We compared nine short-term outcomes of preterm infants between the ACS group and without-ACS group. Assessment methods of these outcomes were as follows. Neonatal hypoglycemia was defined as a glucose level less than 2.2 mmol per liter at any time .
The diagnosis of NRDS is based upon the findings of respiratory difficulty (cyanosis, grunting, nasal flaring, or tachypnea) that necessitated mechanical ventilation support, and is furthermore consistent with typical radiological findings of the lung (such as frosted glass-like changes, air bronchogram, and white lung). Laboratory findings were characterized initially by hypoxemia and later by progressive hypoxemia, hypercapnia, and variable metabolic acidosis. The clinical course, chest x-ray findings, and blood gas and acid-base values helped to establish the clinical diagnosis of NRDS .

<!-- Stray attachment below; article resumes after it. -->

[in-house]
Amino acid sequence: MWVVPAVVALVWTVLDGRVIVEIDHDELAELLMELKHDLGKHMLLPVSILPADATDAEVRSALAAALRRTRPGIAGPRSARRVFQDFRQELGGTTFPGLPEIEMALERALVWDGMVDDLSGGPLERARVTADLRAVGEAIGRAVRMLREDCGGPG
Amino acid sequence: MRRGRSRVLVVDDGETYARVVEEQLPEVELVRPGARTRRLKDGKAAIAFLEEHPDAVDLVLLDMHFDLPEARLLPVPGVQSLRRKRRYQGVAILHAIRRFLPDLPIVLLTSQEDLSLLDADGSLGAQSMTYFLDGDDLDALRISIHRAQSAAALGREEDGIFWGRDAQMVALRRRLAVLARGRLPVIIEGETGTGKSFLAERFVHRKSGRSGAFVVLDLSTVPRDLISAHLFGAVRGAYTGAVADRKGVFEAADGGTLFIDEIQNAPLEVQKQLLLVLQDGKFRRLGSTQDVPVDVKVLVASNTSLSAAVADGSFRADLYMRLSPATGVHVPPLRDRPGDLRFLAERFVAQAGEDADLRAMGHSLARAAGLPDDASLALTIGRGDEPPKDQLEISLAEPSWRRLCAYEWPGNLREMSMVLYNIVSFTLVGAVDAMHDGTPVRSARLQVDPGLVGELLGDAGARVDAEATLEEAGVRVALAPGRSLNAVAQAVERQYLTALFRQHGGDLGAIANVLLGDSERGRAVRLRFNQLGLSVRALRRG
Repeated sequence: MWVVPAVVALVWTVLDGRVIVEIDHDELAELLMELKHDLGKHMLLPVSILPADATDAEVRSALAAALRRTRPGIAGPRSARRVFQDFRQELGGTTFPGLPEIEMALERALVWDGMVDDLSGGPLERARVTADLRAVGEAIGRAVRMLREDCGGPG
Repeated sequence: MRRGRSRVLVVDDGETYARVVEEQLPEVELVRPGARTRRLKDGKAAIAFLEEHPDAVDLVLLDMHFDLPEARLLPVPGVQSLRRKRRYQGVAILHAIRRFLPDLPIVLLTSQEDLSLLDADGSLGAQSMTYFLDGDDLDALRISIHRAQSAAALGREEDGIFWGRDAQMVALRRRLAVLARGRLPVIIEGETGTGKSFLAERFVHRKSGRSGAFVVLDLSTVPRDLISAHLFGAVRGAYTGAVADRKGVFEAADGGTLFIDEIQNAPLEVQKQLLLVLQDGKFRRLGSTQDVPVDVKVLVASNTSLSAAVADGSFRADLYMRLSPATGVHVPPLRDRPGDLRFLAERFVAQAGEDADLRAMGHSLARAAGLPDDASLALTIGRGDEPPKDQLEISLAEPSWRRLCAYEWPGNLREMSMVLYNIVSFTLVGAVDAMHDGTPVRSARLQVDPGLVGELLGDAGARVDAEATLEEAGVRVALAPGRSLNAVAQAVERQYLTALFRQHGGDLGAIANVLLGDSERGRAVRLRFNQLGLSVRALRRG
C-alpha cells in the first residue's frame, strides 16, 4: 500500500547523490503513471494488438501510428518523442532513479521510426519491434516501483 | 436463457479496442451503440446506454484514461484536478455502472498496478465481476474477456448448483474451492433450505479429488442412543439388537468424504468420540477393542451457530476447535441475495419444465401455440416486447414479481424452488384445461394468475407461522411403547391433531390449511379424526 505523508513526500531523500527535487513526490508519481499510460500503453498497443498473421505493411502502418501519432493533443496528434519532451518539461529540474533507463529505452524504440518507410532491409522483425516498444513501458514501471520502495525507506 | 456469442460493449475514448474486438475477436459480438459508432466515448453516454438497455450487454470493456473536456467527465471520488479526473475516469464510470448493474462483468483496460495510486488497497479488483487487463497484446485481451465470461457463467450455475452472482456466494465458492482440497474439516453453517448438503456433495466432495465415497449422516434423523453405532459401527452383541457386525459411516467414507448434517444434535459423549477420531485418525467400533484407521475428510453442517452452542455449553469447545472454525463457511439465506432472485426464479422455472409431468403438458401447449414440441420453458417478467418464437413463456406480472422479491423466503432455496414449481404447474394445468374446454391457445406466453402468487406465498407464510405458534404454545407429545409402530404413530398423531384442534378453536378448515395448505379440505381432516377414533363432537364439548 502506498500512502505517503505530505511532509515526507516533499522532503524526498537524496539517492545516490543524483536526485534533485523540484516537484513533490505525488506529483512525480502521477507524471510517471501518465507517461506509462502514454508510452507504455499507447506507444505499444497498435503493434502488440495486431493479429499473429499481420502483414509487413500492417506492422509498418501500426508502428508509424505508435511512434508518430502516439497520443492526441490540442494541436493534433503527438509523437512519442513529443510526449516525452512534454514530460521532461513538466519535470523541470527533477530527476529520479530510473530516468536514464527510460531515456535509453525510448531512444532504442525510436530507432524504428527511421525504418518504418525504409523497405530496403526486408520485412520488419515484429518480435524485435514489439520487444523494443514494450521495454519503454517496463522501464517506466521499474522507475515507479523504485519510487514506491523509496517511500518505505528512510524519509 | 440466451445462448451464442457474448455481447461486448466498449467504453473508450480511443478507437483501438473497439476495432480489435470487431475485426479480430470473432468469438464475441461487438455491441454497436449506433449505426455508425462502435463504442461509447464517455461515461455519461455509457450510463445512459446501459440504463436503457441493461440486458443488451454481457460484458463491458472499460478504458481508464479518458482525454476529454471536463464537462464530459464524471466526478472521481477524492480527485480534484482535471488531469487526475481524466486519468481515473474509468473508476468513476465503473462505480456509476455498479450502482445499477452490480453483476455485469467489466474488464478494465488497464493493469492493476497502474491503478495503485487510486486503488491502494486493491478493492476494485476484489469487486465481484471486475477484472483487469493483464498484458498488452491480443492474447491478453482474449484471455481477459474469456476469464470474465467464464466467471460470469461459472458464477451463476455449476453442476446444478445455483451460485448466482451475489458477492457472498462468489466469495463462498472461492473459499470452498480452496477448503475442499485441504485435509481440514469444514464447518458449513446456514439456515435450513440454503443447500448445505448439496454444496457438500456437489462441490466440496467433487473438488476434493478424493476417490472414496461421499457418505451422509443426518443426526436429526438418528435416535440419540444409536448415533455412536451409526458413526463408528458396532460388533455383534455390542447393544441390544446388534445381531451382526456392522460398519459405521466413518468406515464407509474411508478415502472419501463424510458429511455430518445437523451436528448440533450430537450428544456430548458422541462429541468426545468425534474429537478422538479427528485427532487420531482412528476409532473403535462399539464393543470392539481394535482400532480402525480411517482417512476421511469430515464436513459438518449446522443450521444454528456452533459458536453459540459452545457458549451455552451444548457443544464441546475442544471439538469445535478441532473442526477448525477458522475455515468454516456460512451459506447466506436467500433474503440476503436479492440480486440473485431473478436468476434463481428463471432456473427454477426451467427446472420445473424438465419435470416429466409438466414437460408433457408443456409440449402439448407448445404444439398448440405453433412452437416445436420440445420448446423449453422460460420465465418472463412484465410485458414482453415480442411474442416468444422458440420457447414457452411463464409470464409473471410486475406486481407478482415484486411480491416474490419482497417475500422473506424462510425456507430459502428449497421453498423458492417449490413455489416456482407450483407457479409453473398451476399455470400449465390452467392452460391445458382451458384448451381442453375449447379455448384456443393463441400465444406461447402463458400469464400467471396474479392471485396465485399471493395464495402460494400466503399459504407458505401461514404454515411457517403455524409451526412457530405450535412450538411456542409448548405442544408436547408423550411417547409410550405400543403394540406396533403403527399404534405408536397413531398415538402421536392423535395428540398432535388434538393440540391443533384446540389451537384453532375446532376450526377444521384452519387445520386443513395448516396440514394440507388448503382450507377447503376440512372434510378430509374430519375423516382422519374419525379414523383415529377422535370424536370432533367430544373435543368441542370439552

Neonatal sepsis includes early-onset or late-onset, depending on the age of onset and timing of the sepsis episode. Both early-onset and late-onset neonatal sepsis were included in this study. Diagnosis of neonatal sepsis is based on symptoms and laboratory evidence. Initial symptoms might be few, and includes apnea, tachypnoea, or tachycardia. Late complications of neonatal sepsis might include respiratory failure, pulmonary hypertension, cardiac failure, shock, renal failure, liver dysfunction, cerebral edema or thrombosis, adrenal hemorrhage or insufficiency, bone marrow dysfunction, and disseminated intravascular coagulation. Traditionally, neonatal sepsis can be diagnosed when the blood or other sterile body sites culture produces positive pathogenic bacteria or opportunistic pathogens. Other laboratory evidence that measure an inflammatory response including blood count, C-reactive protein, procalcitonin, interleukin 6, interleukin 8, and tumor necrosis factor. .